Traditional displacement-type landing craft are not known for their speed. However, recent shipbuilding trends suggests a suitable approach for the proposed vessel, called a surface effect ship (SES), or less often, a sidewall hovercraft. Such a vessel is a mix of a hovercraft and a catamaran, forming an air cushion between twin hulls to minimize resistance. The most famous naval design is the Skjold-class corvette, but with the full displacement of 274 tons and remarkable speed, this design is better classified as a fast attack craft. With its speed of 60+ knots, draft of 1 m, a range of 800 Nautical miles at 40 knots, and relatively wide beam, the Skjold-class corvette is an attractive basis to design the proposed multirole vessel. Moreover, it has an option of transporting 50 combat-equipped soldiers instead of missiles. Norway also has two older SES naval designs, the Alta-class and Oksoy-class minesweepers. Any of these vessels would lend a promising basis upon which to design the proposed vessel, but the civilian Aircat 35 Combi, designed for offshore service sector, would be even better. Although it is a civilian design and it is slightly shorter than the envisioned design, it shares the most valuable features – speed, range and draft – with the Skjold-class corvette and also has a large cargo space on a near-waterline level deck. A militarized variant could be easily adapted from it.

The proposed SES concept – essentially a landing craft upgraded with self-defense capabilities and offensive options, so call it a fast multirole craft – would be an attractive solution for most Baltic and Black Sea navies. Sweden and Finland have many islands that require fast deployment of high mobility troops between them as well as capable and flexible anti-ship capabilities to counter enemy landing operations. The concept would also incorporate minelaying capabilities, which is strong emphasized in Finnish naval strategy. For the Baltic States, the proposal for small naval vessels with survivable and long-range land attack capabilities could provide strong fiscal justification for acquiring vessels beyond inshore patrol and mine warfare vessels – vessels which would provide Baltic navies with significant combat capabilities.

Unfortunately, the geopolitical situation of certain Baltic Sea states may also require a reverse landing operation, or evacuation, which is yet another factor in favor of a fast landing craft. In Poland there is an opinion that mobile land batteries of anti-ship cruise missiles are more optimal than shipborne ones because of the exposed seacoast where a fast attack craft does not have many places to hide. However, the proposed fast multirole craft moves faster than a truck, but is always ready to launch a missile. Landing capabilities may be required by the Polish Navy to support its Baltic Allies if Russia captured the Suwalki Gap or otherwise interdicted land lines of communication with the Baltic States. In such case, moving troops across the south east part of the Baltic Sea would be much more risky in the large, slow Lublin-class (project 767) landing ships, which the Polish Navy operates today, than in a numerous flotilla of small and very fast vessels. Poland, Romania, and Ukraine could use such flexible vessels on their big rivers – Vistula, Odra, Dnieper, and Danube. Finally, these vessels would be well-suited for inland seas.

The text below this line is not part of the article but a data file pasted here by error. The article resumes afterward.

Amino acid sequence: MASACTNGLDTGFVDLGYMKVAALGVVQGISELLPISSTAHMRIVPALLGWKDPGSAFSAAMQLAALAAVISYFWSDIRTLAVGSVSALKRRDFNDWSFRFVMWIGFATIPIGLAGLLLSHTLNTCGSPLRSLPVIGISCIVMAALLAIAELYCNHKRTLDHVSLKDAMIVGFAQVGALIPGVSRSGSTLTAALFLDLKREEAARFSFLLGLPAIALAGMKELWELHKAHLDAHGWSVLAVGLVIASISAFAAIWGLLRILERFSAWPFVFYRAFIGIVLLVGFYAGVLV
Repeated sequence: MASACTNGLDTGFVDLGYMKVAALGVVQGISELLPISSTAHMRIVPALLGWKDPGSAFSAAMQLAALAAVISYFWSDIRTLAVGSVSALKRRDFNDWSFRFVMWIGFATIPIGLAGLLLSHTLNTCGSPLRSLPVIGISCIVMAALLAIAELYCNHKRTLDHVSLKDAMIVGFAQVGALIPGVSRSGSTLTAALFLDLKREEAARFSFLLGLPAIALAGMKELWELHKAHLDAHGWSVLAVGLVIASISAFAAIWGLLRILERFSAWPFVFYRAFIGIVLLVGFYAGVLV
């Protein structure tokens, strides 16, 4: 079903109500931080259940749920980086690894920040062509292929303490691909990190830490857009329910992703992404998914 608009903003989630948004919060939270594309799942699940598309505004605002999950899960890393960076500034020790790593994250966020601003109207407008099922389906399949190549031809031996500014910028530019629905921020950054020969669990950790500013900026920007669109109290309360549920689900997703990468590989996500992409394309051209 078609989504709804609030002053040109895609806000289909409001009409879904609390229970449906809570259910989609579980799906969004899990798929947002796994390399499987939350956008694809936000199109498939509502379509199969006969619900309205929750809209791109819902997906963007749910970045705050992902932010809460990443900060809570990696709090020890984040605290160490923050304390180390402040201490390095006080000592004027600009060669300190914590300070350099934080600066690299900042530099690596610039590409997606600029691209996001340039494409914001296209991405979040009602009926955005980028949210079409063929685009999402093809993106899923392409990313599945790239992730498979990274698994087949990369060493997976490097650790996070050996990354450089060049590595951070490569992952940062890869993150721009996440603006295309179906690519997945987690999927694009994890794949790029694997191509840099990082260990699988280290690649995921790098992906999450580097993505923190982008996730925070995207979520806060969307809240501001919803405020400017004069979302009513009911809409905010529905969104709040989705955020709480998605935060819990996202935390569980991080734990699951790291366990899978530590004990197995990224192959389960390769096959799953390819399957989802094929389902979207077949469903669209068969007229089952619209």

Bigger Applications for Small Craft

Bigger navies could also deploy these vessels in green and brown waters as well – either by transporting them in amphibious warfare ships or permanently forward-deploying them in-theater. Although the U.S. Navy, needs more true blue water warships, it should be remembered that during WWII the U.S. Navy had large numbers of motor torpedo boats and all sizes of landing craft – including those equipped for shore bombardment with rocket artillery. A future war would likely require a similarly large, dispersed, and hard-hitting force. As previously proposed on CIMSEC, missile-equipped SES landing craft would bring the perfect mix of speed and flexibility.

Of course, not all of these small, fast, and heavily armed vessels would necessarily be manned. The proposed vessels could be easily designed as optionally manned and become incorporated into the U.S. Navy’s fleet architecture plan. The US Navy’s need of fast attack craft was discussed in the June 2019 USNI Proceedings article, which proposed a very interesting concept of using LHDs and LPDs as corvette-carrier mother-ships for Skjold-class-like vessels.

Both China and Russia, the main potential enemies of the United States and its Allies, invest in fast attack craft and small landing craft, for example the Houbei-class and the Dyugon-class. Now especially the PLAN has great numbers of true blue waters vessels as well as the fast attack craft. To counter these threats, the United States and its Allies may need both kinds of vessels as well. The SES design seem to meet the needs of numerous green and brown waters flotillas nearly perfectly.

In 1982 none other than Tom Clancy himself proposed firing strategic nuclear missiles from hovercraft – repurposed ship-to-shore connectors that could scatter on alert. The vessel concept described above is not revolutionary or even wholly novel, but an evolutionary case of form following function. 

Przemysław Ziemacki is a freelancer journalist and photographer from Poland. He currently writes for Polityka, one of the largest Polish weeklies. He previously worked for the local press and has also published in National Geographic Poland. He has a long-standing avocational interest in naval matters as reflected in his first CIMSEC piece, “Is the Moskva-class Helicopter Cruiser the Best Naval Design for the Drone Era?”